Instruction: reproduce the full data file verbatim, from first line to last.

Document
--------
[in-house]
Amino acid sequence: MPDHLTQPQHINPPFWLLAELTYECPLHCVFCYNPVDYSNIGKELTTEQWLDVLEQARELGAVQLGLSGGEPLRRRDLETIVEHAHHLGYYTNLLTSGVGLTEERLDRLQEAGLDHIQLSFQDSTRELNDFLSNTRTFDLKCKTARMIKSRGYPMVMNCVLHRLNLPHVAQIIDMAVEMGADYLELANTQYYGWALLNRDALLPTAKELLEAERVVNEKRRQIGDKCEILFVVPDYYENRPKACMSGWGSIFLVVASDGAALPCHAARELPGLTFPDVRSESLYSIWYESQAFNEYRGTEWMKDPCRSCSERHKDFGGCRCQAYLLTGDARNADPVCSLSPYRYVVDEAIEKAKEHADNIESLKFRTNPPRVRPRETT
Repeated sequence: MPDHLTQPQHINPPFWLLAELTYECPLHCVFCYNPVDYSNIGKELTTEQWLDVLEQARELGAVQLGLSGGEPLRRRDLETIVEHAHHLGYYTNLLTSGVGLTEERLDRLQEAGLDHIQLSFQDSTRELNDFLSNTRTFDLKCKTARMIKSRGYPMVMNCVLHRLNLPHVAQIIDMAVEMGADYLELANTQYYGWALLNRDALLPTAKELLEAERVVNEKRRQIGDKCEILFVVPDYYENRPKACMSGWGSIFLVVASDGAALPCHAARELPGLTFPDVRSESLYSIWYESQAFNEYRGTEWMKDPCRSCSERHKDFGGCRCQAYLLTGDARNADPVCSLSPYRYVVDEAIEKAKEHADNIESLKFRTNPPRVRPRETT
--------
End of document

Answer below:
[in-house]
Amino acid sequence: MPDHLTQPQHINPPFWLLAELTYECPLHCVFCYNPVDYSNIGKELTTEQWLDVLEQARELGAVQLGLSGGEPLRRRDLETIVEHAHHLGYYTNLLTSGVGLTEERLDRLQEAGLDHIQLSFQDSTRELNDFLSNTRTFDLKCKTARMIKSRGYPMVMNCVLHRLNLPHVAQIIDMAVEMGADYLELANTQYYGWALLNRDALLPTAKELLEAERVVNEKRRQIGDKCEILFVVPDYYENRPKACMSGWGSIFLVVASDGAALPCHAARELPGLTFPDVRSESLYSIWYESQAFNEYRGTEWMKDPCRSCSERHKDFGGCRCQAYLLTGDARNADPVCSLSPYRYVVDEAIEKAKEHADNIESLKFRTNPPRVRPRETT
Repeated sequence: MPDHLTQPQHINPPFWLLAELTYECPLHCVFCYNPVDYSNIGKELTTEQWLDVLEQARELGAVQLGLSGGEPLRRRDLETIVEHAHHLGYYTNLLTSGVGLTEERLDRLQEAGLDHIQLSFQDSTRELNDFLSNTRTFDLKCKTARMIKSRGYPMVMNCVLHRLNLPHVAQIIDMAVEMGADYLELANTQYYGWALLNRDALLPTAKELLEAERVVNEKRRQIGDKCEILFVVPDYYENRPKACMSGWGSIFLVVASDGAALPCHAARELPGLTFPDVRSESLYSIWYESQAFNEYRGTEWMKDPCRSCSERHKDFGGCRCQAYLLTGDARNADPVCSLSPYRYVVDEAIEKAKEHADNIESLKFRTNPPRVRPRETT